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I'm SO scared!

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I started developing a sun allergy about 18 months ago. I never had any skin problem, but at first I didn't pay too much attention to this symptom. Later on I had an eye infection and more recently a gingivitis and recurring tongue ulcers.
In the last 2 weeks I felt as tired as I never felt before: I couldn't stand up, at work it was a nightmare and as soon as I got home I was crashing in bed but unable to sleep.
On the 25th of April I finally convinced myself that I had to take the test. I went with my boyfriend of 4 years and we both tested positive. He doesn't have any symptoms though.
My world just collapsed even though I already knew that there were strong signs that I could be positive. We walked back home and both cried and cried. I couldn't sleep all night.
Yesterday the second bad news: my cd4 count is 202. They gave me Septrin (Bactrim?) to prevent pneumonia and I need to go back in 2 days to start treatment.
With this antibiotic, does it mean that I am not allowed to drink alcohol anymore? I never drunk much but sometimes a glass of wine helps me to relax...
I guess I'm "lucky" that I live in London and I am going to one of the best clinics in Europe: I have great faith in the Doctors there, but I am very very scared.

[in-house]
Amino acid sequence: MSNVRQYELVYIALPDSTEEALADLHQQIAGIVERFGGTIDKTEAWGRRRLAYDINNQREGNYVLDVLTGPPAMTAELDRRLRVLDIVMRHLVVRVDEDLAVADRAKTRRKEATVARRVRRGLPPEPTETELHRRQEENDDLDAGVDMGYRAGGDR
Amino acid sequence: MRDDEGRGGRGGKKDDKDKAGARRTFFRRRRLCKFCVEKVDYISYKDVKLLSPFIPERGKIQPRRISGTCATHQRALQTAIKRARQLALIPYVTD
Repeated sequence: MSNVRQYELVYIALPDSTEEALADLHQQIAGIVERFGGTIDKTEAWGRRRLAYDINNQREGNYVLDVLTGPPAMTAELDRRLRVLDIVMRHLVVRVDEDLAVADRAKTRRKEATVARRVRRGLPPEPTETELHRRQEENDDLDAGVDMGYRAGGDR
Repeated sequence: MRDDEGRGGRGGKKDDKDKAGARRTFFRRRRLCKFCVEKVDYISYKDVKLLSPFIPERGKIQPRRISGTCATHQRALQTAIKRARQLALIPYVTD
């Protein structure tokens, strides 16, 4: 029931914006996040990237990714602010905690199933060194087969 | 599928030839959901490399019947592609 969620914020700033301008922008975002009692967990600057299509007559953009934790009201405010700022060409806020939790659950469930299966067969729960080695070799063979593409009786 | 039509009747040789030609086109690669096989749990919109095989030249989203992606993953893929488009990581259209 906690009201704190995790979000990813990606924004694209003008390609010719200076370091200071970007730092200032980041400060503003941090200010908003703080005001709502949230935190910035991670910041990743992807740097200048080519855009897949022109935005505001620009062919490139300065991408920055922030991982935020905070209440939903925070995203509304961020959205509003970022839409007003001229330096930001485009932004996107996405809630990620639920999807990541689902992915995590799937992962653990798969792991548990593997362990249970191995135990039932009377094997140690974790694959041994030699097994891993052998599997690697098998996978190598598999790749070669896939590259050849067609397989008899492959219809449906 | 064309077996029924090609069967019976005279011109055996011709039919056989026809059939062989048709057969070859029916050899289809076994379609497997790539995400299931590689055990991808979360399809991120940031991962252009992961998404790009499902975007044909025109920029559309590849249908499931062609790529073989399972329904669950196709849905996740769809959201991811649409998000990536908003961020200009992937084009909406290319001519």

Can someone tell me how bad a cd4 count of 202 really is? Please take it easy with me though as I am really frightened.
Thank you.

Hi there,

First of all, I really feel for you right now. Nobody deserves to receive the bad news that you have recenlty received. In answer to your question, a cd4 count of 202 is nothing to panic about. I have friends who have had counts in the single figures FOR YEARS and they are ok. Some people have got down as low as zero cd4s, so please get this in perspective, 202 is on the lowish side, but will soon climb when your doctor puts you on HAART. Nowadays meds are far less toxic than those of old and are highly effective. In fact, people diagnosed now can pretty much expect to live a normal life span. So chin up and God bless,

Hey Newbie

I'm really sorry that you've tested positive, but glad you've made your way here. It's a place where you can ask any question, and get a lot of support.

I'm in London too, I was diagnosed in January of last year. The first year of things is very tough - both emotionally, and in terms of needing to learn the things that you need to know in order to take care of yourself. But it will get easier, gradually. I hope that you and your bf can lean on each other and support each other through this - it's very important.

Your CD4 isn't great, but it isn't bad either. I'm not sure how much has been explained to you, but the CD4 cells are part of your immune system, and are the main target of HIV. Measuring the CD4 count gives doctors an idea of how much your immune system has been damaged by the virus. At the moment, the guidelines for the treatment of HIV say that drugs should start somewhere above 200 - the fact that you went and got tested before dropping below 200 is great, and means that you have a better chance of responding quickly to the medication that suppresses HIV - your CD4 will rise and your body will be able to fight infection.